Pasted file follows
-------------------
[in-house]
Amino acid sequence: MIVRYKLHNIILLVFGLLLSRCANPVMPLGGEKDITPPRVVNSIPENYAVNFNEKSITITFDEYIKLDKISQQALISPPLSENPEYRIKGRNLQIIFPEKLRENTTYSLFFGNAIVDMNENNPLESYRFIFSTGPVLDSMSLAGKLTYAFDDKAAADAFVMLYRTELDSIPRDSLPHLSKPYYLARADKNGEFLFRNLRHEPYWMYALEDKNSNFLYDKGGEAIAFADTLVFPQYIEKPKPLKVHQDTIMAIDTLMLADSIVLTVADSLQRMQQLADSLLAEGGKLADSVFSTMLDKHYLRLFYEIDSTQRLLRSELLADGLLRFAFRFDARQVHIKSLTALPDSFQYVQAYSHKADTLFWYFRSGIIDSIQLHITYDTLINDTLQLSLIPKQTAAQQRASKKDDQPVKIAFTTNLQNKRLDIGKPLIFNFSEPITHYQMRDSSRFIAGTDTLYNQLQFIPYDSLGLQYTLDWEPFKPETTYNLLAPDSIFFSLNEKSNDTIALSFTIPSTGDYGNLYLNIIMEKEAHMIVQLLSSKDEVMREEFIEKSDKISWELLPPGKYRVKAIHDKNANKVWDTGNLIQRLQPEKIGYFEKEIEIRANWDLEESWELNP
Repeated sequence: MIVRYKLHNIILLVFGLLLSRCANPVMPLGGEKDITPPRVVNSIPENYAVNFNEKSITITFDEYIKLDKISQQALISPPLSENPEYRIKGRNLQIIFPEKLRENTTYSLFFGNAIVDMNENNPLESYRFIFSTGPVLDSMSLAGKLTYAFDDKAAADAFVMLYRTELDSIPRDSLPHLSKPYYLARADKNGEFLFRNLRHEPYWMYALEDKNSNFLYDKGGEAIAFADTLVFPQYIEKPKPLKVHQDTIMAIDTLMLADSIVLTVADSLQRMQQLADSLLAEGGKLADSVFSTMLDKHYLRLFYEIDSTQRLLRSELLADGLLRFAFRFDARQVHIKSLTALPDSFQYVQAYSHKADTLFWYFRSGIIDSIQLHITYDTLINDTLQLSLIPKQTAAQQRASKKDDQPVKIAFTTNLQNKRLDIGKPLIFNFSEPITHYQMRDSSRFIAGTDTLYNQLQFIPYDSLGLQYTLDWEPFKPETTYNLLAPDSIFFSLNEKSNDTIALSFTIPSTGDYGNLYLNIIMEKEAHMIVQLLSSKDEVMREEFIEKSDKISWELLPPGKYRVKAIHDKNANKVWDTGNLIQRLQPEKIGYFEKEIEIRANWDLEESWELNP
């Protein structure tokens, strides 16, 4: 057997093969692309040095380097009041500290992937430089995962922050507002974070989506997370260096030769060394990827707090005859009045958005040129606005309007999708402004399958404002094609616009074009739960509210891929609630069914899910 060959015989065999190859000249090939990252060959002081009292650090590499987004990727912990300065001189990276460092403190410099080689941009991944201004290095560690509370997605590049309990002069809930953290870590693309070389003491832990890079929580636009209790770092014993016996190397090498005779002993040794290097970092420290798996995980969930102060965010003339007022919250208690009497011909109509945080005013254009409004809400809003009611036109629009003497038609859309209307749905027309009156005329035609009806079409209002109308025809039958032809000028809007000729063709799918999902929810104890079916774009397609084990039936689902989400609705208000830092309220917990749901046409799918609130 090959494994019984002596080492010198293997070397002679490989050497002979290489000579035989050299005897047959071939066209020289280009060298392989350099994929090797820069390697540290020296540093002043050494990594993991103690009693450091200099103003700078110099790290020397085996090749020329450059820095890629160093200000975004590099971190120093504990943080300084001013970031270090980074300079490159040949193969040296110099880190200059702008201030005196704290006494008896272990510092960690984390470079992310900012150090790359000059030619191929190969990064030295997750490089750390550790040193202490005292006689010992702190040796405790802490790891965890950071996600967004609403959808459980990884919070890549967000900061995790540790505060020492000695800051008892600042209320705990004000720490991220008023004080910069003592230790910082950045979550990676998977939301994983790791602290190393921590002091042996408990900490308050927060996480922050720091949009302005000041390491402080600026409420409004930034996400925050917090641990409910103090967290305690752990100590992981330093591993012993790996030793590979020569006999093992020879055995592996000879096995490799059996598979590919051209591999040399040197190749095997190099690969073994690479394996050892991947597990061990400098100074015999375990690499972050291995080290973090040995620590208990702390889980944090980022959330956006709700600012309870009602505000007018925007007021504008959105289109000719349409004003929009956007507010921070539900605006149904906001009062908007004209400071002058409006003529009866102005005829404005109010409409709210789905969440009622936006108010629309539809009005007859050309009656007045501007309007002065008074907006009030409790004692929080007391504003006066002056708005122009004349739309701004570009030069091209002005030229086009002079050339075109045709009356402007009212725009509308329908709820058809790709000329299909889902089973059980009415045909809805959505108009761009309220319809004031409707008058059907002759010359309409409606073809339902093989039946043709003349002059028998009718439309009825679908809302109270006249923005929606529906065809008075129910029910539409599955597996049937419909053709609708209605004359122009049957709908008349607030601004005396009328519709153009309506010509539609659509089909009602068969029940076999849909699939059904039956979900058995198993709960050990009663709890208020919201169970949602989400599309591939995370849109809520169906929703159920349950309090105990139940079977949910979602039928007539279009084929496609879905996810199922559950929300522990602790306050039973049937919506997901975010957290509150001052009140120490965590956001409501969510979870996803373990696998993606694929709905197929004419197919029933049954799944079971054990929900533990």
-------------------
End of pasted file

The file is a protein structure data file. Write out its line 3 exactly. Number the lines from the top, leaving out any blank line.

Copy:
Repeated sequence: MIVRYKLHNIILLVFGLLLSRCANPVMPLGGEKDITPPRVVNSIPENYAVNFNEKSITITFDEYIKLDKISQQALISPPLSENPEYRIKGRNLQIIFPEKLRENTTYSLFFGNAIVDMNENNPLESYRFIFSTGPVLDSMSLAGKLTYAFDDKAAADAFVMLYRTELDSIPRDSLPHLSKPYYLARADKNGEFLFRNLRHEPYWMYALEDKNSNFLYDKGGEAIAFADTLVFPQYIEKPKPLKVHQDTIMAIDTLMLADSIVLTVADSLQRMQQLADSLLAEGGKLADSVFSTMLDKHYLRLFYEIDSTQRLLRSELLADGLLRFAFRFDARQVHIKSLTALPDSFQYVQAYSHKADTLFWYFRSGIIDSIQLHITYDTLINDTLQLSLIPKQTAAQQRASKKDDQPVKIAFTTNLQNKRLDIGKPLIFNFSEPITHYQMRDSSRFIAGTDTLYNQLQFIPYDSLGLQYTLDWEPFKPETTYNLLAPDSIFFSLNEKSNDTIALSFTIPSTGDYGNLYLNIIMEKEAHMIVQLLSSKDEVMREEFIEKSDKISWELLPPGKYRVKAIHDKNANKVWDTGNLIQRLQPEKIGYFEKEIEIRANWDLEESWELNP